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Getting started reloading, do I have everything covered?

Discussion in 'Handloading and Reloading' started by givo08, Feb 6, 2008.

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  1. givo08

    givo08 Member

    Jul 28, 2006
    I'm new to reloading and have been researching it quite a bit online to figure out how I want to get it setup. I've read the faq at the top of this forum a few times for suggestions and wanted to run my plan past this group to see if I'm missing anything. I also have read the reviews of the products at Midway to see the pros and cons of some of the equipment. I'm definitely trying to get into it for minimal cost, while still getting decent quality equipment. I'm looking for best value for the money in a lot of categories rather than the best thing out there. I'll list the cost of each item at Midway when I priced it.

    First, I will probably be shooting 400-500 rounds/month at the most. I want to start out loading only .45 acp, but eventually will want to load .357 mag (don't have one yet), 9mm, and .223/5.56x45 (also don't have a gun in this yet) sometime in the next 2 years.

    I'm leaning toward the Lee Classic Turret press $87 (up to 200 rds/hr) due to the recommendation on this forum for good quality for the money. I don't think I need a progressive yet due to the lower volume of shooting I do. It also seems a little safer for a beginner to start out on a single stage/turret press, correct me if I'm wrong?

    For other accessories i'm looking at:
    -Hornady Carbide Die (.45 acp) $23.99
    -Powder Measure/Dispenser -- I haven't settled on a brand yet but leaning toward Lee $18.99 (not automatic). If I go for an automatic I was looking at a Hornandy one $65.99.
    -Powder Scale - RCBS 505 $65.00. Open to recommendations here.
    -Calipers - Frankfort Arsenal $26
    -Reloading Manual - Hornady $29.99. Although also open to suggestions if I should just get a .45acp manual only ($6.99) to start with.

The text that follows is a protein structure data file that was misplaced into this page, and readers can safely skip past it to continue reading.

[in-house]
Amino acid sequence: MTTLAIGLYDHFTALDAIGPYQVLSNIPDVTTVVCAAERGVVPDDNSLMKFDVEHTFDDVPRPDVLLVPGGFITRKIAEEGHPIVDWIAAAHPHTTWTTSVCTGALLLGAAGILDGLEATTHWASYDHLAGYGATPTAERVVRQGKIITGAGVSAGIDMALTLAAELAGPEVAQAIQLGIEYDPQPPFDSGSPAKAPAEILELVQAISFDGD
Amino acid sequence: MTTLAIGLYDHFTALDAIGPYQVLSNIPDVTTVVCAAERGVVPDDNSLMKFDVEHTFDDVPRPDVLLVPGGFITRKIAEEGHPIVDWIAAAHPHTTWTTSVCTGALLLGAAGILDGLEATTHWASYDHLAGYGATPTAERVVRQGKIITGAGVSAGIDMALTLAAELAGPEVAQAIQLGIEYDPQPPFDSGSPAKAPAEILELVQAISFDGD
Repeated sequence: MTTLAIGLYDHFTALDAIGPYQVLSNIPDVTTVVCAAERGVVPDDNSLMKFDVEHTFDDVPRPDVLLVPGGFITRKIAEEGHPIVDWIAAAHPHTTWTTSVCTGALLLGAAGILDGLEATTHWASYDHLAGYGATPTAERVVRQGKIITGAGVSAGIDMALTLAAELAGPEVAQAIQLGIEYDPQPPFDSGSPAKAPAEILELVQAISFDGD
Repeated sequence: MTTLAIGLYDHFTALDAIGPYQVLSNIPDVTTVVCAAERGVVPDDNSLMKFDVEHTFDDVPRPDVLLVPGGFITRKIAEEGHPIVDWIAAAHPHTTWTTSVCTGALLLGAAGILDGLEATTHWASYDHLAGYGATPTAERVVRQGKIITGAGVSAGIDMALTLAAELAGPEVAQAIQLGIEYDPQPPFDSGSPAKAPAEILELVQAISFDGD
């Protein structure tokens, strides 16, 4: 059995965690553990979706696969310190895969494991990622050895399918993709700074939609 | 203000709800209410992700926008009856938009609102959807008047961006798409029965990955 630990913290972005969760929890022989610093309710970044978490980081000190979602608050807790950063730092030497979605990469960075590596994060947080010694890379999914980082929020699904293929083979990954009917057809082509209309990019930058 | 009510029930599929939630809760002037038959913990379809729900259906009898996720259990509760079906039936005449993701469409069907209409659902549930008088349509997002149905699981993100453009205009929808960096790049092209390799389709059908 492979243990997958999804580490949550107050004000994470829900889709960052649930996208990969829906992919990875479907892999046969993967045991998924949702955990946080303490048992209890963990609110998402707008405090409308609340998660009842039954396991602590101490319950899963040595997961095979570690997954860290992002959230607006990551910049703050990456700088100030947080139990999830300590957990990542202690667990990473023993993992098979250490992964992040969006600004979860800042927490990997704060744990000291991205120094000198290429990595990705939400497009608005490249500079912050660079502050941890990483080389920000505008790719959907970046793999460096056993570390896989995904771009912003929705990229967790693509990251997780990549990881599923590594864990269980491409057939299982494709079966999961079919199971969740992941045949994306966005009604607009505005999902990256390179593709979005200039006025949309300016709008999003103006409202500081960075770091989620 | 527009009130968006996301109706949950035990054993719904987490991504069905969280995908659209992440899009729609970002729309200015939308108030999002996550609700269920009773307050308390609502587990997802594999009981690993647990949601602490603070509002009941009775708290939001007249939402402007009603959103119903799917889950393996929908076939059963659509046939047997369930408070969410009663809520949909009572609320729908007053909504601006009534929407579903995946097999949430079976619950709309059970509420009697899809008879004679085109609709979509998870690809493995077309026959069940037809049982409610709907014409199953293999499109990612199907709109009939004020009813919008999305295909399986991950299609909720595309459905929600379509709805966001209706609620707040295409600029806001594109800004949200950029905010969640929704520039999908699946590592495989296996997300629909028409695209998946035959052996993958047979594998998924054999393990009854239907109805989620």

-Bullet Puller - RCBS Collet $10.99
    -Shell Holder
    -Plastic Storage Bins

    -Brass Cleaner- Is this a required item to start out or something to make your brass last longer and not necessarily a requirement? I'm looking at the Frankfort Arsenal one ($45.99)if it's required otherwise I will probably hold off for a few months.
    -Brass Trimmer- Same as above...is this a required tool to get started or just something I'll want down the line if I really get into it?

    So, help me out if you can and let me know if I'm missing anything or picked a product that's too cheap in quality or if there are other alternatives that will be just as good for less $$. Thanks.
  2. scrat

    scrat Member

    Jan 27, 2007
    Monrovia, CA
    Cleaning brass is not a requirement. its just a lot of people dont like shooting very dirty brass. Same time a case trimmer may not be necessary for a handgun. However its one of those things you will eventually want to get. One thing that you should get is primer pocket cleaner. You will also need lube of some sort.
  3. mhillsing23

    mhillsing23 Member

    Nov 28, 2007
    St. Louis
    Looking forward to the responses here. I am almost the exact same position as givo08.
  4. 1911NM

    1911NM Member

    Jan 3, 2008
    Northern NM